Here’s why Meals on Wheels is asking elderly Californians about their LGBT status
Carol Alexander received a phone call from Sacramento County’s Meals on Wheels program last Friday and it wasn’t her usual case worker.
Alexander, 83, said she was hit with a barrage of about a half-dozen questions she considered invasive or unnecessary: What is your sex? Do you still associate with your gender? Are you heterosexual? Are you white or Hispanic?
“I was in shock. I took offense to that,” she said.
Alexander, who is white, said she didn’t understand why the surveyor asked whether she was Hispanic, but not about any other race. And the string of questions relating to sexual orientation and transgender status irritated her.
“I’m ticked off. Why do they ask an 83-year-old this?”
Alexander said the caller told her new federal law necessitated these questions, but as local Meals on Wheels Program Director David Morikawa explained, it’s actually a direct response to new state legislation.
Morikawa said a new California law requires meal-delivery services to issue sexual and gender minorities (SGM) survey questions, potentially to any and all of the program’s recipients. It had already surveyed participants about ethnicity. But response from the participants is voluntary, and won’t affect their service from the nonprofit organization.
“She doesn’t have to answer that,” Morikawa said.
As outlined in both Assembly Bill 959, signed by Gov. Jerry Brown in October 2015, and AB 677, signed last October, California’s LGBT Disparities Reduction Act went into effect July 1 this year.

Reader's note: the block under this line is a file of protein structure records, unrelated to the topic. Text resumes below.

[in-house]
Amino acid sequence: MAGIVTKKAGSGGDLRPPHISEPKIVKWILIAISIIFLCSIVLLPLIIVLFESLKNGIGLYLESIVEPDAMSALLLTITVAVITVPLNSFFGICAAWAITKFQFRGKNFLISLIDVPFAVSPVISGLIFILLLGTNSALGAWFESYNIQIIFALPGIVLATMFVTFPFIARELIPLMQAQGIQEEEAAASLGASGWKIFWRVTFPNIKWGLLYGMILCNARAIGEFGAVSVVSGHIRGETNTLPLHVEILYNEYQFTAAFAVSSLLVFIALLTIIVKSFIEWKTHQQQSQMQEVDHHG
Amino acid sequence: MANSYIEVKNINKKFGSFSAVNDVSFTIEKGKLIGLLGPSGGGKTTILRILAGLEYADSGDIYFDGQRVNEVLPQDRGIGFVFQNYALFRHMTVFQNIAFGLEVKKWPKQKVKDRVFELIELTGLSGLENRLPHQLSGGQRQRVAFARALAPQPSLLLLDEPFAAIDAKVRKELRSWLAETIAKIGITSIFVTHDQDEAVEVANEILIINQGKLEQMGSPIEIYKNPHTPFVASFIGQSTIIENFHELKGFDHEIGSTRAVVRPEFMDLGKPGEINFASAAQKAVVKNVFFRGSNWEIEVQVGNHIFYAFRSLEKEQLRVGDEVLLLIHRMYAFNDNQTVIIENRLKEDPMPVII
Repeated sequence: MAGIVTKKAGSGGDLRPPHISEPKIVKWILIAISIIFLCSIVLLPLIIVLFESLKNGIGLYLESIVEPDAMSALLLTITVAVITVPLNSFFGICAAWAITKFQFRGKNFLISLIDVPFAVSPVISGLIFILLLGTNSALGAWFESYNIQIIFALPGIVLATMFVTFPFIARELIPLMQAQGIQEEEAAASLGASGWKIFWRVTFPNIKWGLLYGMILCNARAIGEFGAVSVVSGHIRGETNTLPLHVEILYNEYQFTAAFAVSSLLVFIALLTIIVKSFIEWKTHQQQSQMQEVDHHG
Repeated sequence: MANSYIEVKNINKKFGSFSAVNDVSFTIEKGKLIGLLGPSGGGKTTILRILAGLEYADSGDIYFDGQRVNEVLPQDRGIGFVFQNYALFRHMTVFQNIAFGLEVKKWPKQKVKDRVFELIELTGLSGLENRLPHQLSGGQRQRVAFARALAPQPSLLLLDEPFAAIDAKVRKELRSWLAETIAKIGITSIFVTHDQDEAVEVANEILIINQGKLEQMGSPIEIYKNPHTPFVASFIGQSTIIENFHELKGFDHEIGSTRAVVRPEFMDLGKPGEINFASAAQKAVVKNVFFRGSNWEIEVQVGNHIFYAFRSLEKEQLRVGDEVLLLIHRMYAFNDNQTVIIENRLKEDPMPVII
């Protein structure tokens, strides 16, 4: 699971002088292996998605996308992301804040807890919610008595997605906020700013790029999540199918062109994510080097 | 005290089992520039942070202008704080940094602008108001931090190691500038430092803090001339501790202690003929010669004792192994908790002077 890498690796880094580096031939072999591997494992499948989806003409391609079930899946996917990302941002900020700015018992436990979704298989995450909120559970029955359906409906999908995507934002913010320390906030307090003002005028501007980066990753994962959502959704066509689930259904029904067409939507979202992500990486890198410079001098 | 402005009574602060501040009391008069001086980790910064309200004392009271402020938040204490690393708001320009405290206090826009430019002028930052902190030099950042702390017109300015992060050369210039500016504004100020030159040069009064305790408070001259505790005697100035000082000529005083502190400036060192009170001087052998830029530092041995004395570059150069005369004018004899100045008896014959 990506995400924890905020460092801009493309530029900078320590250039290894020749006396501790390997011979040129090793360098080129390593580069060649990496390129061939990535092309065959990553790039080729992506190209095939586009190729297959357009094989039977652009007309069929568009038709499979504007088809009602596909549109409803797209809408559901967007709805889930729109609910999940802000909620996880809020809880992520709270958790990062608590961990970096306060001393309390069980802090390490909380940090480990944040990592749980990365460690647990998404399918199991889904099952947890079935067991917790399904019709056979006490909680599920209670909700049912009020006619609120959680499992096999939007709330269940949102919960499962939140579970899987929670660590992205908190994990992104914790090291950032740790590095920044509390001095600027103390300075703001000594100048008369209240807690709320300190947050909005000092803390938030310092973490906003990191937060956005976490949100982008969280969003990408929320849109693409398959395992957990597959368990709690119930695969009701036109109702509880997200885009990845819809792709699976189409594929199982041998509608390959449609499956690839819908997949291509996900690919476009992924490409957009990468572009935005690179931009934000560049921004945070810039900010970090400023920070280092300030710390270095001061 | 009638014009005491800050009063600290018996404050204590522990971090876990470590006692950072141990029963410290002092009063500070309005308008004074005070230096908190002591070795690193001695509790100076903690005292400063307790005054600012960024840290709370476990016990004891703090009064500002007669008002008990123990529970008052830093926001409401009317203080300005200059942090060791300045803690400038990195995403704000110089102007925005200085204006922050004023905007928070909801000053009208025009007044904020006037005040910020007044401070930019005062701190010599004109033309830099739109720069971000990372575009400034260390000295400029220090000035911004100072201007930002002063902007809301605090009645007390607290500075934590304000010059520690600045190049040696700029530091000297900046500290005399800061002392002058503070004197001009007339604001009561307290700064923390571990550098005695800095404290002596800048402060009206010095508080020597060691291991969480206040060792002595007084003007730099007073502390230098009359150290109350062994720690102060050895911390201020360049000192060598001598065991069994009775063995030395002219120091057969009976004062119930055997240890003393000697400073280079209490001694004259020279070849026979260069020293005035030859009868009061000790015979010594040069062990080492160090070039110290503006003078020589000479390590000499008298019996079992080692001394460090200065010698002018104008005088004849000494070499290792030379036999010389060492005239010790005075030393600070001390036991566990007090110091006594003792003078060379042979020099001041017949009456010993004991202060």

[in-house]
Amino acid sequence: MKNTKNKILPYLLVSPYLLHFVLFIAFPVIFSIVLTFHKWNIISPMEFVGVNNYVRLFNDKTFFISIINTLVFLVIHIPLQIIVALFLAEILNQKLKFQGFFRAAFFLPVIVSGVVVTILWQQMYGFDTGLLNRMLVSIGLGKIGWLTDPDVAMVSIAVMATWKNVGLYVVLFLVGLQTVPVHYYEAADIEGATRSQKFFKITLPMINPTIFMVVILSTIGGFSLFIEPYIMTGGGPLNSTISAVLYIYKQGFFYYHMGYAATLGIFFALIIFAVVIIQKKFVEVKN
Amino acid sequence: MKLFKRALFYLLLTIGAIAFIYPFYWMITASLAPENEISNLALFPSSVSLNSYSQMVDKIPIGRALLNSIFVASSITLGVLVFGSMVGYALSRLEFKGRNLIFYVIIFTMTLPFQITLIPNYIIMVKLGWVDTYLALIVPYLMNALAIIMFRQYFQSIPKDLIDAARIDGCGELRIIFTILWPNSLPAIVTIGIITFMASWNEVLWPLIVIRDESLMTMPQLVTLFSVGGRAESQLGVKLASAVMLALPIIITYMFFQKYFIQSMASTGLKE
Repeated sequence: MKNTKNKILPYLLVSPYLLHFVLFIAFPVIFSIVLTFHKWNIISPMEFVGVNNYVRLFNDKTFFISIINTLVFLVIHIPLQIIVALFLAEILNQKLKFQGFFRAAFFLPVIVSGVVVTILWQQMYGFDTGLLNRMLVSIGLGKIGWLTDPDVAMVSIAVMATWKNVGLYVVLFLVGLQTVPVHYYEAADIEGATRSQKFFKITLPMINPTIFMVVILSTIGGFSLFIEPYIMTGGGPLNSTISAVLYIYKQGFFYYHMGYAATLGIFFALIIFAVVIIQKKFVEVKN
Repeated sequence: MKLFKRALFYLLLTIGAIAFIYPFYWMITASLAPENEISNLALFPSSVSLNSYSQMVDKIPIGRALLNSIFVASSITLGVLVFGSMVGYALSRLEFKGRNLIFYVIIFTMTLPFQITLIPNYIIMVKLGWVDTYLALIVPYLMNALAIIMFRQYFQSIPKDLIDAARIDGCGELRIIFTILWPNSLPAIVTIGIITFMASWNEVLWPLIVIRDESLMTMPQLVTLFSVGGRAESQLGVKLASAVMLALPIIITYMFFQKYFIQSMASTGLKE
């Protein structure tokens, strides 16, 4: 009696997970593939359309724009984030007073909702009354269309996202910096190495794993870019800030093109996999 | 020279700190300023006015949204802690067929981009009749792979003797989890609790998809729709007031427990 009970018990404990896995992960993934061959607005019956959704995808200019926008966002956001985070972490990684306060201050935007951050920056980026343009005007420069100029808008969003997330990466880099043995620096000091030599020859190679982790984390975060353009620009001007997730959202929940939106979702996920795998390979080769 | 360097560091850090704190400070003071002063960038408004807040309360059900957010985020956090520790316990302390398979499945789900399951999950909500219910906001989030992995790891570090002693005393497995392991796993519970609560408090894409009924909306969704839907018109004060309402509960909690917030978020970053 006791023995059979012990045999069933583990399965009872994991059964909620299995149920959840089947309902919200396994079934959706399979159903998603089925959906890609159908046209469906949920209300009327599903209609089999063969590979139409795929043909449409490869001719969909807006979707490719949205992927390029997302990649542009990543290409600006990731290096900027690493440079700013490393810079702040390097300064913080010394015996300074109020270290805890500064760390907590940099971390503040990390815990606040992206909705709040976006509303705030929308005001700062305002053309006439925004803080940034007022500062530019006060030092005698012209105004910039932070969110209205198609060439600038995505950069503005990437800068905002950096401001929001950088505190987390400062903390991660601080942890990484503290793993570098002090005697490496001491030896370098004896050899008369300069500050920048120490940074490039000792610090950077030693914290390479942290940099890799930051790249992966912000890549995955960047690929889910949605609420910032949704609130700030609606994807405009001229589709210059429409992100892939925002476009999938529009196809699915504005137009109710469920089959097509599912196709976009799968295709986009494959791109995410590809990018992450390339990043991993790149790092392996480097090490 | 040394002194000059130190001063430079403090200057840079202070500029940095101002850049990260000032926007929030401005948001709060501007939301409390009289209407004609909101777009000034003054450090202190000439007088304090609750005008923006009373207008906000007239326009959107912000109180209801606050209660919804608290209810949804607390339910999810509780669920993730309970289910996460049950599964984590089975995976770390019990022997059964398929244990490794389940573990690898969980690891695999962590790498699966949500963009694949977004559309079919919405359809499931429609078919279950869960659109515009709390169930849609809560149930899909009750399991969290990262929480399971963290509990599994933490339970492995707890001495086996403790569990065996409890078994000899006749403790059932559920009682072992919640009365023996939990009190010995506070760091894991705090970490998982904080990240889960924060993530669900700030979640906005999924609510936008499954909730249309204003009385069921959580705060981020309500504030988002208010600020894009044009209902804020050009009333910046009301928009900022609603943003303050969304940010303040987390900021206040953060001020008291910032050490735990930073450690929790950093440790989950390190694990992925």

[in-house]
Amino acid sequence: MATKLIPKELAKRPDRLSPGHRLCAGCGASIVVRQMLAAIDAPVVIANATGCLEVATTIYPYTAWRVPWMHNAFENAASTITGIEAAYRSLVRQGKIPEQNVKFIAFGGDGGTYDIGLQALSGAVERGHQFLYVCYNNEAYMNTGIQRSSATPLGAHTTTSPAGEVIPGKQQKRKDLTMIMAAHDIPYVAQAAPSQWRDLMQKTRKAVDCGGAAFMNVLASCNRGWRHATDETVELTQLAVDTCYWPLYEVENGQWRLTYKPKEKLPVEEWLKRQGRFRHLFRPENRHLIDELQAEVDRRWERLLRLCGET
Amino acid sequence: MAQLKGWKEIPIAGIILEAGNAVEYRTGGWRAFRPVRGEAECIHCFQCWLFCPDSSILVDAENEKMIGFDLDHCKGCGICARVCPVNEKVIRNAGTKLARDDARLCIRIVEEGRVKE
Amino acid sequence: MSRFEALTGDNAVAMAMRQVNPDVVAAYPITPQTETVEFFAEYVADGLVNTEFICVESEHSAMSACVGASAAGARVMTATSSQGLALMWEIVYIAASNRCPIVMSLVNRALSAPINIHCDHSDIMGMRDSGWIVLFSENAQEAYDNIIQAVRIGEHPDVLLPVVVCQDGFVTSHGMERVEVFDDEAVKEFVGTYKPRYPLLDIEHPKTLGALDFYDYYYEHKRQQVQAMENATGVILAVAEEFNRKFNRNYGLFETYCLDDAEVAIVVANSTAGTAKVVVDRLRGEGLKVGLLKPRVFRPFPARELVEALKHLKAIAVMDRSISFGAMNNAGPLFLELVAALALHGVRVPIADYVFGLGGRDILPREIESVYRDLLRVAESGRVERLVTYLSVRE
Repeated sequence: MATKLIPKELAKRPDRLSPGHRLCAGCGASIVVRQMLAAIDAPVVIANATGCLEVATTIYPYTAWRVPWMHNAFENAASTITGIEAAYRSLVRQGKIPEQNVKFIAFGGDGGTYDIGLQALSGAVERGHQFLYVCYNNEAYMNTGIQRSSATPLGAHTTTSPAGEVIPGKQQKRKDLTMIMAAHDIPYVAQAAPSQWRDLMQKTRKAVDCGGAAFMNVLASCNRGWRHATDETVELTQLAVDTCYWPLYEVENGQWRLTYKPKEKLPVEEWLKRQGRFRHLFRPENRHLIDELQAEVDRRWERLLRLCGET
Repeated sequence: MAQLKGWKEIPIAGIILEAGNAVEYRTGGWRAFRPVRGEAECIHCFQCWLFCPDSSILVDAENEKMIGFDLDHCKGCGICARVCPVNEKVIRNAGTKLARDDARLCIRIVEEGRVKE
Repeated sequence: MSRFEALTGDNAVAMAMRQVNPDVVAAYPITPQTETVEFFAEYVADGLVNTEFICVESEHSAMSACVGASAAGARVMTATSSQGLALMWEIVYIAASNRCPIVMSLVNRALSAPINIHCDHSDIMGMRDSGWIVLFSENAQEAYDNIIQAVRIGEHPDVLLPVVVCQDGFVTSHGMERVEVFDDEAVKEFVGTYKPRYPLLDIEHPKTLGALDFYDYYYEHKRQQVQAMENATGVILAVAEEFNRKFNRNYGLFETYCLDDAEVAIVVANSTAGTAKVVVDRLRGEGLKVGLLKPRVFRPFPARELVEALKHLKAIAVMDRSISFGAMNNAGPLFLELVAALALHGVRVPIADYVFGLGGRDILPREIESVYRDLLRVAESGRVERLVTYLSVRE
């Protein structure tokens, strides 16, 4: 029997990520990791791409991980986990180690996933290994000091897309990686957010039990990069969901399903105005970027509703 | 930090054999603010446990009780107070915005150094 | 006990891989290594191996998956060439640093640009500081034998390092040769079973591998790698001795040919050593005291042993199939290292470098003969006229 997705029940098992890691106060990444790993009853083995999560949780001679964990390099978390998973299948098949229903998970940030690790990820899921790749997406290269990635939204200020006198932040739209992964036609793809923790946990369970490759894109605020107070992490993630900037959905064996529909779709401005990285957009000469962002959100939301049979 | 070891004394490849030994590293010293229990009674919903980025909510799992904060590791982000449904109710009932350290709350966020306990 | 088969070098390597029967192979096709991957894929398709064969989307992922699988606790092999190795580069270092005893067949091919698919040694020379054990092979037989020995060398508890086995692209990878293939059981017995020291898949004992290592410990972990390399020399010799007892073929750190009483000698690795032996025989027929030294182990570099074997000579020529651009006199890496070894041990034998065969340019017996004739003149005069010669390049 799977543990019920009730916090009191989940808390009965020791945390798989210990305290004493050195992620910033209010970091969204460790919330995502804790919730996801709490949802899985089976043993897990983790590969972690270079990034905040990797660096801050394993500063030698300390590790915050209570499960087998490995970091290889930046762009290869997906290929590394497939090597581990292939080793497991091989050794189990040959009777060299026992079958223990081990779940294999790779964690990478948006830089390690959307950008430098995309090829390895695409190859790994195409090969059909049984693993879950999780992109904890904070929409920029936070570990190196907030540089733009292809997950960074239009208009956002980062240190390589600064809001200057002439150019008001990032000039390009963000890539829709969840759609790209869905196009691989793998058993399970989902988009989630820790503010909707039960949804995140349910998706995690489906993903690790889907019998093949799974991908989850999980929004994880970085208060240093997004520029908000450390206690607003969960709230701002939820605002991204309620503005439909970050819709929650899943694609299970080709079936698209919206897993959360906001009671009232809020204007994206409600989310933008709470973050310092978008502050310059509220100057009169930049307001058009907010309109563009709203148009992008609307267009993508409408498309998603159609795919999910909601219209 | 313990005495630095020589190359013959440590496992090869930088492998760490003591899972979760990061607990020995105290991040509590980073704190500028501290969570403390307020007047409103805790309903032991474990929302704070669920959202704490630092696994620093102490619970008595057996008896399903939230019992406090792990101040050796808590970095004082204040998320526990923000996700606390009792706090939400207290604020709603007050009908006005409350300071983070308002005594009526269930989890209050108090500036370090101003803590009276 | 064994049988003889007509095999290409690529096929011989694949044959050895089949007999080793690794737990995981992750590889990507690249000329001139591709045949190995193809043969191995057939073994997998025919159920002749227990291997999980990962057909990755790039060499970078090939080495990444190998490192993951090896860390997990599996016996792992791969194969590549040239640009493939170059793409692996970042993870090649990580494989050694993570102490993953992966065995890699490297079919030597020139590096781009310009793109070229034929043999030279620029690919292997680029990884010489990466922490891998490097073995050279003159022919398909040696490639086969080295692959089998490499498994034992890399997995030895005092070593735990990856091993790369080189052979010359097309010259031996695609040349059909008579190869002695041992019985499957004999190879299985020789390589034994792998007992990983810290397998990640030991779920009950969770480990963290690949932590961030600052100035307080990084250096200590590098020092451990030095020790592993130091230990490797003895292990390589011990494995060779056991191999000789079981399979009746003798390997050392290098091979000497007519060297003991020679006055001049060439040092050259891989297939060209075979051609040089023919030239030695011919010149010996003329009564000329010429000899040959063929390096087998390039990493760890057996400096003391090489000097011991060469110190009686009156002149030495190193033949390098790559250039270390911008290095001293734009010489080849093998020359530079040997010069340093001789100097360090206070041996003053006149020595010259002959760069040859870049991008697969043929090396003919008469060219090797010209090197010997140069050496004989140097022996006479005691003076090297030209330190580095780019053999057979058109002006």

Its first provisions call for four state departments, including the Department of Aging, to gather demographic data regarding sexual orientation and gender identity during the course of conducting surveys on ancestry or ethnic origin.
AB 959, penned by David Chiu, D-San Francisco, cites studies on same-sex couple poverty, hate crimes and health disparities as ample reason to collect widespread demographic data on the groups. LGBT populations have been found to have higher risk of cancer, mental illness, substance abuse and other adverse health conditions, Chiu explained.
“It is in the best interests of the state to respect, embrace, and understand the full diversity of its residents and to collect accurate data to effectively implement and deliver critical state services and programs,” the bill reads.
The departments of Health Care Services, Public Health and Social Services are the other three with the legislation taking effect this year.
There are more to come.
Seven additional agencies are due to adopt the policy by July 1: the Department of Education, the Department of Fair Employment and Housing, the Department of Industrial Relations, the Commission on Teacher Credentialing, the Labor and Workforce Development Agency, the Employment Training Panel and the Employment Development Department (excluding the unemployment insurance program).
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